Platform threads typically have a large thread stack and other resources that are maintained by the operating system. Virtual threads are lightweight threads that reduce the effort of writing, maintaining, and debugging high-throughput concurrent applications. Virtual threads allow IO-bound thread-per-task applications to scale better by removing the most common scaling bottleneck — the maximum number of threads — which in turn enables better hardware utilization. Java 19 brings the first preview of virtual threads to the Java platform; this is the main deliverable of OpenJDKs Project Loom.
The new diagnostics help to migrate code to virtual threads and to assess whether a specific use of synchronization should be replaced with java.util.concurrentLock. A virtual thread is an instance of java.lang.Thread that is not bound to a specific operating system thread. In contrast, a platform thread is an instance of java.lang.Thread, implemented in the traditional way as a streamlined wrapper around the operating system thread. The goal is not to remove legacy implementations of threads or to silently migrate existing applications to use virtual threads.
We are creating this task to keep the example simple so we can focus on the concept. Spring Runtime offers support and binaries for OpenJDK™, Spring, and Apache Tomcat® in one simple subscription. These results are unscientific, but the difference in runtimes is substantial. Listing 1 shows the changes I made to the Maven archetype’s POM file. Note that I also set the compiler to use Java 19 and added a line to the .mvn/jvm.config.
Java Virtual Threads Explained
Another big issue is that such async programs are executed in different threads so it is very hard to debug or profile them. Traditionally, Java has treated the platform threads as thin wrappers around operating system threads. Creating such platform threads has always been costly , so Java has been using the thread pools to avoid the overhead in thread creation. We also believe that ReactiveX-style APIs remain a powerful way to compose concurrent logic and a natural way for dealing with streams. We see Virtual Threads complementing reactive programming models in removing barriers of blocking I/O while processing infinite streams using Virtual Threads purely remains a challenge.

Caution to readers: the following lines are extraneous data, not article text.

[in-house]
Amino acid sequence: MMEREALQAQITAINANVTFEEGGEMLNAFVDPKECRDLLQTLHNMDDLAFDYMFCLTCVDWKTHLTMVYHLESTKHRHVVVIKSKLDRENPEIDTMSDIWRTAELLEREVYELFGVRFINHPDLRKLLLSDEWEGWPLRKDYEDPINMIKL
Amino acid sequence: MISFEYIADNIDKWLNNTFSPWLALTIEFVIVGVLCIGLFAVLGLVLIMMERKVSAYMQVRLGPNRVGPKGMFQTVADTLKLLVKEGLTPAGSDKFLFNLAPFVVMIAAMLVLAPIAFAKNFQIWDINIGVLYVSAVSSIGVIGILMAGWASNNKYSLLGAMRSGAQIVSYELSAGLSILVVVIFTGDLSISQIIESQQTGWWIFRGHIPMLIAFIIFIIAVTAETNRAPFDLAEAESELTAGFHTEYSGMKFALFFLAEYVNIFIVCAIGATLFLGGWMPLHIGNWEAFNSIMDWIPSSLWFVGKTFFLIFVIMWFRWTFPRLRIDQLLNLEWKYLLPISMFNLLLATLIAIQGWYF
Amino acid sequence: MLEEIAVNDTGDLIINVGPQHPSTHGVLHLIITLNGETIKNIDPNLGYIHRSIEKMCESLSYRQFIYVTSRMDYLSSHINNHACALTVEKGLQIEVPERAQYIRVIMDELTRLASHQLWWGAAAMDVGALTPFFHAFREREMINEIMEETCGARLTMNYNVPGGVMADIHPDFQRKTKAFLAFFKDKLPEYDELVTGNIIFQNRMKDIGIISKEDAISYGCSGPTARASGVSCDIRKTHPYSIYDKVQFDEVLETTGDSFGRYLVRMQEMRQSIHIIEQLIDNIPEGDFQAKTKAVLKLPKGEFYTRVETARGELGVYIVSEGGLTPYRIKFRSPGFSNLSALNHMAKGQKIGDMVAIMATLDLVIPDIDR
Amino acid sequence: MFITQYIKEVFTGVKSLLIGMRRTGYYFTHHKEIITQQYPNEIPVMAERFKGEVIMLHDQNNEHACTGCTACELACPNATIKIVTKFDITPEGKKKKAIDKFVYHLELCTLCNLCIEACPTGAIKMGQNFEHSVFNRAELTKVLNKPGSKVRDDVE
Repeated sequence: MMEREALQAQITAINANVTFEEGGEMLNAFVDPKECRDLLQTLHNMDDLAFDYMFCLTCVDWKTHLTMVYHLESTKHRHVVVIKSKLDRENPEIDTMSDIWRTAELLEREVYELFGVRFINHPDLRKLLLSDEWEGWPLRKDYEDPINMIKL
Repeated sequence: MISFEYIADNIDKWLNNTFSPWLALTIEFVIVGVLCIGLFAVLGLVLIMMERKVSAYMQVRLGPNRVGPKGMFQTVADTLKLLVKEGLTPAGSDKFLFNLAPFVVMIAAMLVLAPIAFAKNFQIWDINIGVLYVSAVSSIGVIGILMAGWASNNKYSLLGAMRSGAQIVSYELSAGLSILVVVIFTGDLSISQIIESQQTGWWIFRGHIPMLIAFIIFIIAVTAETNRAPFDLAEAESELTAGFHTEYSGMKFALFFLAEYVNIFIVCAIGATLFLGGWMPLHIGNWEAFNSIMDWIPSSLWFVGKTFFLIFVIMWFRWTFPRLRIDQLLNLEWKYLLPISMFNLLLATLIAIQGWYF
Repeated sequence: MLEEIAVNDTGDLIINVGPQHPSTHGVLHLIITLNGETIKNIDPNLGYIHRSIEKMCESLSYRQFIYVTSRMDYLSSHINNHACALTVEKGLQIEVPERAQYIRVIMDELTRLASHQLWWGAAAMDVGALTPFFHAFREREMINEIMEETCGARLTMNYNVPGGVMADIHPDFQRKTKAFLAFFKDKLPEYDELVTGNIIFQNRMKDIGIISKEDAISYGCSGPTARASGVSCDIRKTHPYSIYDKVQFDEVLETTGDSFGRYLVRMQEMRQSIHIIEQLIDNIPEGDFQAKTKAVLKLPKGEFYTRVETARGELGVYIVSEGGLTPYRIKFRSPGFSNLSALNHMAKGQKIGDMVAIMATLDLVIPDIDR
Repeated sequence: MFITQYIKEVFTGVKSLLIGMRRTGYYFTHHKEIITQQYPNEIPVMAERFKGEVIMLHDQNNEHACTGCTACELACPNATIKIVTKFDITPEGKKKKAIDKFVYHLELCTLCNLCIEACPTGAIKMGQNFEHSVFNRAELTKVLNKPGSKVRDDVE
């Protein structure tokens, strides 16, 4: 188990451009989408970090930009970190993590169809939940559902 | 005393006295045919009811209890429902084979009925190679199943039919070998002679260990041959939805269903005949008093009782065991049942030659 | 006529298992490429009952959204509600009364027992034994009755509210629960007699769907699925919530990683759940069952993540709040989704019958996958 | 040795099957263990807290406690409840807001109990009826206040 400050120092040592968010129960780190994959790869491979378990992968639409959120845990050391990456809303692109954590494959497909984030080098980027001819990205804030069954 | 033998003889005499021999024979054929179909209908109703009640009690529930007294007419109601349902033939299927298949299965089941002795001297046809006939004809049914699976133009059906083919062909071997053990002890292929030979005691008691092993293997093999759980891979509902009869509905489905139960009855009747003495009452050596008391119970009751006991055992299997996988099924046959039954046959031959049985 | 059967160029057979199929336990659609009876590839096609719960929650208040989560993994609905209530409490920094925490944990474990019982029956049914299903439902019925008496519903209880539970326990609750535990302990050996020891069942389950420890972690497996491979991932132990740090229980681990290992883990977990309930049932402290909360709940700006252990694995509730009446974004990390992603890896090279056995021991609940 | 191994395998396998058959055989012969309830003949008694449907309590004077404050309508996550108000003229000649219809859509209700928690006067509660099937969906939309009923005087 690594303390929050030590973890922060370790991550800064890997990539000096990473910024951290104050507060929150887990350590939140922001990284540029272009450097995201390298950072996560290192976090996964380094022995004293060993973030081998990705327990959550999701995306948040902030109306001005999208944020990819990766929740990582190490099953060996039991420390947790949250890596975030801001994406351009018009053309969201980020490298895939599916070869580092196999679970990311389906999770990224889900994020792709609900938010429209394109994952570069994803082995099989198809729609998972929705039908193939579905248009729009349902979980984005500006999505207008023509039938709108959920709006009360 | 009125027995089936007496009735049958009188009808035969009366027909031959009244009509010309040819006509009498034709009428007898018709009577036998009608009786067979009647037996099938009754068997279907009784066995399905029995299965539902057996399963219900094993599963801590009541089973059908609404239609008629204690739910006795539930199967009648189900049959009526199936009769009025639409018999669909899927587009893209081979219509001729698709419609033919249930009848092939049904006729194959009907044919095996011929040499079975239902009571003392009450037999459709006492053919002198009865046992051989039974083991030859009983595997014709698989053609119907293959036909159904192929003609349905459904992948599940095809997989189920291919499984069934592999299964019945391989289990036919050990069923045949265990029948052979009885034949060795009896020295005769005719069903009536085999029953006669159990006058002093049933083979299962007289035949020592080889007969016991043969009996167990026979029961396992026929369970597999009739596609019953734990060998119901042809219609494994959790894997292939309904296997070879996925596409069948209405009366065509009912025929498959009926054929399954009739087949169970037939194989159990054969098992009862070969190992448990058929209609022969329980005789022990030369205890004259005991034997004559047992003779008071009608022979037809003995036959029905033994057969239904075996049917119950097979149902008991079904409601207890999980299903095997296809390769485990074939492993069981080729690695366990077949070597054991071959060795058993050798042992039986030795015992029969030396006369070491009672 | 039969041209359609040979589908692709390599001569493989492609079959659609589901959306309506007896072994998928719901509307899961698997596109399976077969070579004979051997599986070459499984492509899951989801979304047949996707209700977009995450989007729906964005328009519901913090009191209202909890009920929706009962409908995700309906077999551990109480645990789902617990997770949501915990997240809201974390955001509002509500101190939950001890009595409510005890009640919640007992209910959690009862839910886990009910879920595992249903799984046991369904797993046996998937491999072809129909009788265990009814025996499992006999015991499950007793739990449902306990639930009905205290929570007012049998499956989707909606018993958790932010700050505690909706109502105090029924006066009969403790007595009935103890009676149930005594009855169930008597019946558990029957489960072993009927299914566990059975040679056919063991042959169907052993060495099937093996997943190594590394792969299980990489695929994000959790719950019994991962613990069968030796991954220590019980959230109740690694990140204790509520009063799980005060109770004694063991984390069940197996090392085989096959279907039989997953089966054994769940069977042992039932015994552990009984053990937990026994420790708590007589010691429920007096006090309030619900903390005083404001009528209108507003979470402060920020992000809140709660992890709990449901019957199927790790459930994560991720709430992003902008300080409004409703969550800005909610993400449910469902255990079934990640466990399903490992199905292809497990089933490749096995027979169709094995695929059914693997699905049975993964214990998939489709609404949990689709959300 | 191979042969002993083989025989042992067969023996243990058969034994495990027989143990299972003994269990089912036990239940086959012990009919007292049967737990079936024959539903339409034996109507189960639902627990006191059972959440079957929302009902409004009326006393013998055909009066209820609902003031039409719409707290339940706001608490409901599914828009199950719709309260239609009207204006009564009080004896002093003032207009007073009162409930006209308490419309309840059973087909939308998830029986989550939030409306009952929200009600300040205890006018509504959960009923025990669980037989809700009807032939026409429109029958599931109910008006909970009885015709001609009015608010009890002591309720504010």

The application code in turn creates two new virtual threads that obtain resources concurrently through the same ExecutorService as in the first example. Developers can choose whether to use virtual threads or platform threads. Here is an example program that creates a large number of virtual threads. The program first gets an ExecutorService which will create a new virtual thread for each task submitted.
Introducing virtual threads
This implicitly places a practical limit on how many threads we can create, which in turn has consequences for how we use threads in our programs. A new command that allows the debugger to test if a thread is a virtual thread. JNI defines a new function, IsVirtualThread, to test whether an object is a virtual thread.